Tornado — Maps and Stories

Now that I have power and Internet service, I’m able to catch up on the media information.

* Here a link to an excellent graphic showing the path of the tornado through Tuscaloosa, with photos illustrating damage at marked points along the way.

* This link will take you to a map of all the locations in Alabama where tornados hit.

* This link takes you to aerial photos of Tuscaloosa and Pleasant Grove very cleverly showing the damage on a before and after basis.

* Here’s a map of the tracks of the tornados on Wednesday from the National Weather Service —


* And here’s an impressive map showing the radar image as the tornado cut across the Southeast, put together by Fox Channel 6, out of Birmingham —


First Story

Story from UK Daily Mail

Mr Melton, who miraculously escaped serious injury, said: ‘It wasn’t windy or even raining. The people in an apartment across the complex started yelling at us because they could see the tornado coming, we couldn’t. [He sought shelter in a cellar.]

‘When it hit, the house lifted up off of us  and then a Jeep Cherokee came right over us and hit me in the head. We were underneath of the Jeep on our knees and chest for the end of it.

After we got hit, we pulled five or six people out, but it was gone. The house was gone.’

Imagine having a storm lift a house off you, blow a Jeep Cherokee on top of your head, and yet you live to help others dig out and then you give an interview to CNN!

Second Story

I have a client who owns an apartment complex that was destroyed. Their insurance agent asked them for a rent roll, to help prove their claim. Well, the rent roll was kept at the building, and it was long, long gone.

Today, they received a call from a man in Gadsden, Alabama, over 2 hours east of here, who’d found the rent roll! It was in good enough shape that he could fax it to them so they could prove their lost income to the insurance company.

Now, most of Alabama is pretty rural. We have lots of standing timber, lots of rivers and lakes, and lots of farms. It’s the most astonishing thing to imagine a paper rent roll making it over 100 miles in a 200 MPH tornado and being found and still legible, much less found by a man honest and caring enough to make the call.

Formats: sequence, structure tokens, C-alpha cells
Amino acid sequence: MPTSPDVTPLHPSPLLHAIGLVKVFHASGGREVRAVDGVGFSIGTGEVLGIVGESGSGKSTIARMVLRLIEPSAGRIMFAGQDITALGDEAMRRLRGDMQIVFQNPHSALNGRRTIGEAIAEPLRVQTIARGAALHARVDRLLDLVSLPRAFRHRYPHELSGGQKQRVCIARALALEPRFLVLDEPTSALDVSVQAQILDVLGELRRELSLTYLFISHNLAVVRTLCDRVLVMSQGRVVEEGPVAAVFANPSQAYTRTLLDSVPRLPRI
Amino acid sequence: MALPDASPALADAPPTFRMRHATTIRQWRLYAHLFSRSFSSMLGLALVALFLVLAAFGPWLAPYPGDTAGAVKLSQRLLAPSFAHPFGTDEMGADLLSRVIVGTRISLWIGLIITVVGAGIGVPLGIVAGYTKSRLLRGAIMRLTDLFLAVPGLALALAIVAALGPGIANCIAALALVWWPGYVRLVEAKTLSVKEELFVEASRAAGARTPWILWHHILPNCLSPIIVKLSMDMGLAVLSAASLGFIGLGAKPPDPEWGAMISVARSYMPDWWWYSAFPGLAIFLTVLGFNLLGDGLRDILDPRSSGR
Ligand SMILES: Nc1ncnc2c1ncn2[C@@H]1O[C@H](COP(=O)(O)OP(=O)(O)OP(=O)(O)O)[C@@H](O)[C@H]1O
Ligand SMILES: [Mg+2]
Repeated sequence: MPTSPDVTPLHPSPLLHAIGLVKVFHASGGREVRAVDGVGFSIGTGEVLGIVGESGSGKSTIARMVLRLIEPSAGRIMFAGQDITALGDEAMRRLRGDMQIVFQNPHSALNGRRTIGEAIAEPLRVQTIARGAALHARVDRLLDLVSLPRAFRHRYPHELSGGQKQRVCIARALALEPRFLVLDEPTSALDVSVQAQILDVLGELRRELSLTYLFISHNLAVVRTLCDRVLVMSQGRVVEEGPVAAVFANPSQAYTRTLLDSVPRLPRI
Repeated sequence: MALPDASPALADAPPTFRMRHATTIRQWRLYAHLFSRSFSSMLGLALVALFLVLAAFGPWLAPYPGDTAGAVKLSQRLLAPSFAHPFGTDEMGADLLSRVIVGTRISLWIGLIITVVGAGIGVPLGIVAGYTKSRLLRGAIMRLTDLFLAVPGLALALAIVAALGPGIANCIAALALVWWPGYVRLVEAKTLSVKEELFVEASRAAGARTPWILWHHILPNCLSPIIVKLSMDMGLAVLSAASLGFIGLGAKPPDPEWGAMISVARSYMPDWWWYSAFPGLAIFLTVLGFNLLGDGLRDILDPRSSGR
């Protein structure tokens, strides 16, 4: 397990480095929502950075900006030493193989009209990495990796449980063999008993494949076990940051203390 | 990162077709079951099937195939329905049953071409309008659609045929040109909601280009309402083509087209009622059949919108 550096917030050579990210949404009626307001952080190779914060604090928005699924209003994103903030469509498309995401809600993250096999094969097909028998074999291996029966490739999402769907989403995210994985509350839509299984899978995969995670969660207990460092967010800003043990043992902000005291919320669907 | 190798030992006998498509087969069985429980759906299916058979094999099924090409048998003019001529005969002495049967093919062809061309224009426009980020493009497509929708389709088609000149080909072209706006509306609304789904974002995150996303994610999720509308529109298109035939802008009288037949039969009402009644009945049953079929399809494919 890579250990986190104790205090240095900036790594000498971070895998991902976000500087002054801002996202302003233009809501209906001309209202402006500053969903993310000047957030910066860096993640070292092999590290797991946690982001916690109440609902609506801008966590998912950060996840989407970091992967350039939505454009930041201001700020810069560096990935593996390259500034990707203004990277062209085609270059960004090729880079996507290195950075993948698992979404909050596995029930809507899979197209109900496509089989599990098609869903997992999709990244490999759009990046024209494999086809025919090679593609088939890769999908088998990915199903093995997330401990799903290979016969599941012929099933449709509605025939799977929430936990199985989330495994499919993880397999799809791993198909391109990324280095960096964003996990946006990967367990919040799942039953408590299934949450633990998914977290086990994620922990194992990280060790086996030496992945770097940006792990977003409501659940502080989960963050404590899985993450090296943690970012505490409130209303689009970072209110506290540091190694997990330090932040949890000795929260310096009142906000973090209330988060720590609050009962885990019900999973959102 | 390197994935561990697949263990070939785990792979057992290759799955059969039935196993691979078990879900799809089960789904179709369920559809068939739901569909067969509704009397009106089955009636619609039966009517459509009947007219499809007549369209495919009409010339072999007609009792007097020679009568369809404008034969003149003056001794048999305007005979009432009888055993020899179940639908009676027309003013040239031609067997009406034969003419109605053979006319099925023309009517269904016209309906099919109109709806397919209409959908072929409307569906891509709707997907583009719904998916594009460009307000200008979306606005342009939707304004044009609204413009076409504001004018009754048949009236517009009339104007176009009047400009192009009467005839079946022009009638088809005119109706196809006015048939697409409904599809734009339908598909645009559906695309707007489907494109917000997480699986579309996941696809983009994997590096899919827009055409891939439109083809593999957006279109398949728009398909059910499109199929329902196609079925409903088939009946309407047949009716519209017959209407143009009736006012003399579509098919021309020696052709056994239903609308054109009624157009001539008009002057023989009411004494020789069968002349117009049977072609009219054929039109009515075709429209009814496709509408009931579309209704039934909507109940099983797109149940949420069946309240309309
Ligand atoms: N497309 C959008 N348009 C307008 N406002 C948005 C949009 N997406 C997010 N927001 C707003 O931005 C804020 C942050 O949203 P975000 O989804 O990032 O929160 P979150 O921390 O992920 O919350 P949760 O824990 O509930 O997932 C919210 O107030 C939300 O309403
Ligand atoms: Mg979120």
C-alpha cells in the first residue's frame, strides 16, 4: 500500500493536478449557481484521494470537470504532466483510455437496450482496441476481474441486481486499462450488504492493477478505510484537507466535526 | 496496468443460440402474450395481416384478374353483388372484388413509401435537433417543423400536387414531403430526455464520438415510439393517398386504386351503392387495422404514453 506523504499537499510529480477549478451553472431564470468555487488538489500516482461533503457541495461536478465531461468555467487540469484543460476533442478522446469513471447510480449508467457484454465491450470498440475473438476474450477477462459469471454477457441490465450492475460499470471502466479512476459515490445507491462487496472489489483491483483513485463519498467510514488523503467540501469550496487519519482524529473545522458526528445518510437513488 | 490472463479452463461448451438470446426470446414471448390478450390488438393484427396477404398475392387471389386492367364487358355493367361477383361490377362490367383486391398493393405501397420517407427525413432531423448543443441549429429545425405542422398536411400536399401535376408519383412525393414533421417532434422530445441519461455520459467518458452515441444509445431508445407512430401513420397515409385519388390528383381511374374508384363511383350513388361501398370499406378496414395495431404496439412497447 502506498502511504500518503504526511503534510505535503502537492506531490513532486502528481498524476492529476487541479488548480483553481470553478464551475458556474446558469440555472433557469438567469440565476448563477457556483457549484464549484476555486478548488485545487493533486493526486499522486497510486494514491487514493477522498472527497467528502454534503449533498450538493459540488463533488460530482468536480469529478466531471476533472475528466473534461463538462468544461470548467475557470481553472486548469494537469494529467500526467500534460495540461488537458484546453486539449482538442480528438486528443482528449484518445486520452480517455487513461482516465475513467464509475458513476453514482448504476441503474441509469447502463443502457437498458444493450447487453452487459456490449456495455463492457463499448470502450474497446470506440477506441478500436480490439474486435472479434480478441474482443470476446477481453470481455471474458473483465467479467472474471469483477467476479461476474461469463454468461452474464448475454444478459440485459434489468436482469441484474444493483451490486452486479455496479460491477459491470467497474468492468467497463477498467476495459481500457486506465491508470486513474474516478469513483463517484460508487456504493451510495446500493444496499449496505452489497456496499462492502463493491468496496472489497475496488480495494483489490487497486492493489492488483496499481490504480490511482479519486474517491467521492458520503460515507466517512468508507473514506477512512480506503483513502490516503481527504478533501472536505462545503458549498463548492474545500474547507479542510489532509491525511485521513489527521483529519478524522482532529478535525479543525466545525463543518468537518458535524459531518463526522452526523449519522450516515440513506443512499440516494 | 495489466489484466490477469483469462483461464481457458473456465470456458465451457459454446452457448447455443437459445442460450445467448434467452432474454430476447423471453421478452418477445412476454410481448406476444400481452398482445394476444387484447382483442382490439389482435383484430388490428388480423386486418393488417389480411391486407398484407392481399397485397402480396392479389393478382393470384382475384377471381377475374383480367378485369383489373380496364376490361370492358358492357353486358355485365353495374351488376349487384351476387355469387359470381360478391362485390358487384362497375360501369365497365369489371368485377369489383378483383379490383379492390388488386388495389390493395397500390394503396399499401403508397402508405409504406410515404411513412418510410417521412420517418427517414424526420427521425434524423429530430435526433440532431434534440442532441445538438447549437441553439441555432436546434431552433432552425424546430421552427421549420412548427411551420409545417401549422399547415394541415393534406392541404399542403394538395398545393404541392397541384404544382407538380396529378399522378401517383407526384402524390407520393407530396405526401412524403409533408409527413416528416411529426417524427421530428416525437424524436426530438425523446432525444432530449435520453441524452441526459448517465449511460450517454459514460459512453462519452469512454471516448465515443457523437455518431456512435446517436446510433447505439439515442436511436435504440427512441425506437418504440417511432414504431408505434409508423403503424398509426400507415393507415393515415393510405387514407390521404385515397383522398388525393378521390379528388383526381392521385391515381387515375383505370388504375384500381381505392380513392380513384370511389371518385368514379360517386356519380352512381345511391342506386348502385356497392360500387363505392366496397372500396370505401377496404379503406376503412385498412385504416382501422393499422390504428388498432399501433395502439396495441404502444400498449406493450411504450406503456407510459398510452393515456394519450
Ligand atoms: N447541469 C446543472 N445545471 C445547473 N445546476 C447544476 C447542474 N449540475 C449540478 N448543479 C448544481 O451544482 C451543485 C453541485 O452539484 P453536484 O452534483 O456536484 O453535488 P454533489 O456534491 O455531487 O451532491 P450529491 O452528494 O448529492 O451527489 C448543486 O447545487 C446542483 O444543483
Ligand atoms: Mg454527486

Third Story

Cups from the Milo’s Hamburger fast food restaurant rained down in Oxford, Alabama — two hours east of here.

Last Story

The National Guard is here to protect against looters. Men who served multiple tours in Iraq say that they’ve never seen anything as utterly destroyed as Tuscaloosa after the tornado. It’s worse than a war zone.

Some Observations

And yet, amazingly, no one in my congregation was seriously hurt. We have over 700 members. Several lived in the path of the tornado and lost their homes and some lost everything they own. But no one was seriously hurt. It’s just amazing.

I keep expecting to receive a phone call with bad news about one of our members, but the church staff and elders have managed to reach everyone, and we’re all good.

This tornado hit some of the richest and some of the poorest neighborhoods in town. I think the reason so many of our members survived is that people found shelter among friends from church. One couple that lost everything had found shelter at another church member’s cellar. If they hadn’t, they’d be dead, because their house was turned into toothpicks.

Community matters. Prayer matters.

We’ll have at least one other church — a black Baptist church — worshiping in our building Sunday morning and holding classes with us Wednesday night. There may be one or two more. For some reason, CNN wants to have a film crew there — as though that’s newsworthy. We were surprised that anyone thought that was news.

Having a Jeep Cherokee land on your head and not getting hurt, now that’s news!


About Jay F Guin

My name is Jay Guin, and I’m a retired elder. I wrote The Holy Spirit and Revolutionary Grace about 18 years ago. I’ve spoken at the Pepperdine, Lipscomb, ACU, Harding, and Tulsa lectureships and at ElderLink. My wife’s name is Denise, and I have four sons, Chris, Jonathan, Tyler, and Philip. I have two grandchildren. And I practice law.
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2 Responses to Tornado — Maps and Stories

  1. theophilus.dr says:

    Thank you, Jay. Unity in the Lord Jesus Christ.

    Some day 'black Baptist churches' and mostly white Churches of Christ will be meeting and holding classes together out of their own Christ-driven initiative and fellowship, rather than having to wait until a natural disaster should bring them together.

    What else does God have to allow to get our attention?

    Hardball, anyone?

  2. X-Ray says:

    The one that went through Tuscaloosa has officially been rated at least an EF4. It could still get bumped up to an EF5. (Of course, even a weak tornado going through a heavily populated area can still do a lot of damage!)

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